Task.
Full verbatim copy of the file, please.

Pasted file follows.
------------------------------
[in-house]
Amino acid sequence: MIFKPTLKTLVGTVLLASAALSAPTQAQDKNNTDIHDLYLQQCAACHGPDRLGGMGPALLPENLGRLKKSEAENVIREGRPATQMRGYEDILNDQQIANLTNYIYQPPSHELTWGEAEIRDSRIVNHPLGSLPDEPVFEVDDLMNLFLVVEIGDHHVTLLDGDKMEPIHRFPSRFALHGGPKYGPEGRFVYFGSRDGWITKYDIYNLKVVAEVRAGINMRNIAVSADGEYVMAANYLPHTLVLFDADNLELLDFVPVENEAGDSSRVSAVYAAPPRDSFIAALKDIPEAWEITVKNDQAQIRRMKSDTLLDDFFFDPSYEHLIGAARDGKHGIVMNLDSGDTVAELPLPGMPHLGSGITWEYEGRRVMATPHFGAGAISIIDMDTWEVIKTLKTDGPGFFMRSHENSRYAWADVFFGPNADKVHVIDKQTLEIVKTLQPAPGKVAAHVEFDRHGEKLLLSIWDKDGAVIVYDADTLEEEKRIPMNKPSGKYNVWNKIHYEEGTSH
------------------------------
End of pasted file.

[in-house]
Amino acid sequence: MIFKPTLKTLVGTVLLASAALSAPTQAQDKNNTDIHDLYLQQCAACHGPDRLGGMGPALLPENLGRLKKSEAENVIREGRPATQMRGYEDILNDQQIANLTNYIYQPPSHELTWGEAEIRDSRIVNHPLGSLPDEPVFEVDDLMNLFLVVEIGDHHVTLLDGDKMEPIHRFPSRFALHGGPKYGPEGRFVYFGSRDGWITKYDIYNLKVVAEVRAGINMRNIAVSADGEYVMAANYLPHTLVLFDADNLELLDFVPVENEAGDSSRVSAVYAAPPRDSFIAALKDIPEAWEITVKNDQAQIRRMKSDTLLDDFFFDPSYEHLIGAARDGKHGIVMNLDSGDTVAELPLPGMPHLGSGITWEYEGRRVMATPHFGAGAISIIDMDTWEVIKTLKTDGPGFFMRSHENSRYAWADVFFGPNADKVHVIDKQTLEIVKTLQPAPGKVAAHVEFDRHGEKLLLSIWDKDGAVIVYDADTLEEEKRIPMNKPSGKYNVWNKIHYEEGTSH